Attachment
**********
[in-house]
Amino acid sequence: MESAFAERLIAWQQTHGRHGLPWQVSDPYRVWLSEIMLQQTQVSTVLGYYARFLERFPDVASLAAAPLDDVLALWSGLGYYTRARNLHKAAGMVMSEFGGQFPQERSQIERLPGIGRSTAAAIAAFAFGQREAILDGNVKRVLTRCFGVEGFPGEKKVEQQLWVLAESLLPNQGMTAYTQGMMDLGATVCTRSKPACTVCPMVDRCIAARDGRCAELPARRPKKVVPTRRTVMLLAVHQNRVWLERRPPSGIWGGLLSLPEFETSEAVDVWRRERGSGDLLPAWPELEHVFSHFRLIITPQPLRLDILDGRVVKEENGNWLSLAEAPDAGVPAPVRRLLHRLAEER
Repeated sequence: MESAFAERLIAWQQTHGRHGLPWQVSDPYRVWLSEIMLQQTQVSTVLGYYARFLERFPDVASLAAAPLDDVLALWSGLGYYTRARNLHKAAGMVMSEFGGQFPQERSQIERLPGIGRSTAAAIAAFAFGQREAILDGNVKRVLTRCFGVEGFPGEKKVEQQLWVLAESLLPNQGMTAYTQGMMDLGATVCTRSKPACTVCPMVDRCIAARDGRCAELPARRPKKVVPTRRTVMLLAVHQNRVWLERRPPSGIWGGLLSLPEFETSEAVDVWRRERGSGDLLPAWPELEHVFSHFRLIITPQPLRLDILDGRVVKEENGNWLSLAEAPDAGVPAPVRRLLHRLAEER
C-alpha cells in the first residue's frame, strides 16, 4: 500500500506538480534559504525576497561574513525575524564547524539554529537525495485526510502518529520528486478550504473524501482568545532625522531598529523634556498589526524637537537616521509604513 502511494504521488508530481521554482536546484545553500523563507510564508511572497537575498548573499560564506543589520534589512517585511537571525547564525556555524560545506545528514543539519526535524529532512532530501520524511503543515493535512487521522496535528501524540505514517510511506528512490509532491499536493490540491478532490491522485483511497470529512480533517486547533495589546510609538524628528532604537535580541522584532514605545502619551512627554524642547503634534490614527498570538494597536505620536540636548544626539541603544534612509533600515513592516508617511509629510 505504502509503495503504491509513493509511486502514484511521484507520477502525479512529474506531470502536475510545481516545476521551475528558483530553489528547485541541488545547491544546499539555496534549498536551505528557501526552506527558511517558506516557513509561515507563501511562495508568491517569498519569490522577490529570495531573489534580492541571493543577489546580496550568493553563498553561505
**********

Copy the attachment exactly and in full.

[in-house]
Amino acid sequence: MESAFAERLIAWQQTHGRHGLPWQVSDPYRVWLSEIMLQQTQVSTVLGYYARFLERFPDVASLAAAPLDDVLALWSGLGYYTRARNLHKAAGMVMSEFGGQFPQERSQIERLPGIGRSTAAAIAAFAFGQREAILDGNVKRVLTRCFGVEGFPGEKKVEQQLWVLAESLLPNQGMTAYTQGMMDLGATVCTRSKPACTVCPMVDRCIAARDGRCAELPARRPKKVVPTRRTVMLLAVHQNRVWLERRPPSGIWGGLLSLPEFETSEAVDVWRRERGSGDLLPAWPELEHVFSHFRLIITPQPLRLDILDGRVVKEENGNWLSLAEAPDAGVPAPVRRLLHRLAEER
Repeated sequence: MESAFAERLIAWQQTHGRHGLPWQVSDPYRVWLSEIMLQQTQVSTVLGYYARFLERFPDVASLAAAPLDDVLALWSGLGYYTRARNLHKAAGMVMSEFGGQFPQERSQIERLPGIGRSTAAAIAAFAFGQREAILDGNVKRVLTRCFGVEGFPGEKKVEQQLWVLAESLLPNQGMTAYTQGMMDLGATVCTRSKPACTVCPMVDRCIAARDGRCAELPARRPKKVVPTRRTVMLLAVHQNRVWLERRPPSGIWGGLLSLPEFETSEAVDVWRRERGSGDLLPAWPELEHVFSHFRLIITPQPLRLDILDGRVVKEENGNWLSLAEAPDAGVPAPVRRLLHRLAEER
C-alpha cells in the first residue's frame, strides 16, 4: 500500500506538480534559504525576497561574513525575524564547524539554529537525495485526510502518529520528486478550504473524501482568545532625522531598529523634556498589526524637537537616521509604513 502511494504521488508530481521554482536546484545553500523563507510564508511572497537575498548573499560564506543589520534589512517585511537571525547564525556555524560545506545528514543539519526535524529532512532530501520524511503543515493535512487521522496535528501524540505514517510511506528512490509532491499536493490540491478532490491522485483511497470529512480533517486547533495589546510609538524628528532604537535580541522584532514605545502619551512627554524642547503634534490614527498570538494597536505620536540636548544626539541603544534612509533600515513592516508617511509629510 505504502509503495503504491509513493509511486502514484511521484507520477502525479512529474506531470502536475510545481516545476521551475528558483530553489528547485541541488545547491544546499539555496534549498536551505528557501526552506527558511517558506516557513509561515507563501511562495508568491517569498519569490522577490529570495531573489534580492541571493543577489546580496550568493553563498553561505